I’m struck by this piece of advice offered by GNUPG, a piece of software used in cryptography:
We need to generate a lot of random bytes. It is a good idea to perform some other action (type on the keyboard, move the mouse, utilize the disks) during the prime generation; this gives the random number generator a better chance to gain enough entropy.
The idea that random keystrokes help to make a “good random number” is pleasantly analog. A connoiseur might look at a random number and deduce that it was generated with an old computer, or a computer with a sticky keyboard, or a computer that was infrequently used.
When first encountering computers in elementary school, I remember a kid in my class who invariably tried to convince other kids that his random keystrokes, made while the computer started up, were the only thing that allowed the computer to startup at all. It’s wonderful that this turns out to be, in a twisted way, true!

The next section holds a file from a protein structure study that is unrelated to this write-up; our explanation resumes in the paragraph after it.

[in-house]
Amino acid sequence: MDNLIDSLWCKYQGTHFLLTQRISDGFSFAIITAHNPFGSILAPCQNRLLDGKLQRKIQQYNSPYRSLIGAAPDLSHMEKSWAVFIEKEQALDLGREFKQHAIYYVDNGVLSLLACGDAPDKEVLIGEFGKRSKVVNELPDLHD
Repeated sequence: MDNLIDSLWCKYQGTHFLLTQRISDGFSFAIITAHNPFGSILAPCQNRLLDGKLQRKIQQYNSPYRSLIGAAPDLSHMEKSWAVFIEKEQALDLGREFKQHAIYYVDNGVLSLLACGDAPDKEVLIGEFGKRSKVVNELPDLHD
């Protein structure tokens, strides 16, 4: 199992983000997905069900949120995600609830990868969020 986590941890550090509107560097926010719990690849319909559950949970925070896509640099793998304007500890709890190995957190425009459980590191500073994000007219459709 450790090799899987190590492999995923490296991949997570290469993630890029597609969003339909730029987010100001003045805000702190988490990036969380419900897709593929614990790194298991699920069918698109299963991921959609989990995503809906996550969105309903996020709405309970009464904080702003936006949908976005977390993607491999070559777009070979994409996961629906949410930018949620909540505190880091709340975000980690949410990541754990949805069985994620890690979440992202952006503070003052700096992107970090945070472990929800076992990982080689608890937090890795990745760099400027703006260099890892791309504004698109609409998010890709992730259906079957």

I’m reminded of a favorite (fake) theory about ancient greek pottery:
A pot or vase could be “read” like a gramophone record or phonograph cylinder for messages from the past, sounds encoded into the turning clay as the pot was thrown.
The underyling myth notwithstanding, it’s somehow easy to imagine ancient potters choosing to make pottery in purpose-built rooms because it “sounds better” — that the ambience of the room somehow makes its way into the clay form. In the same vein, you might imagine someone who downloads music mp3 “naked” or “while on vacation”, on the theory that it sounds better that way.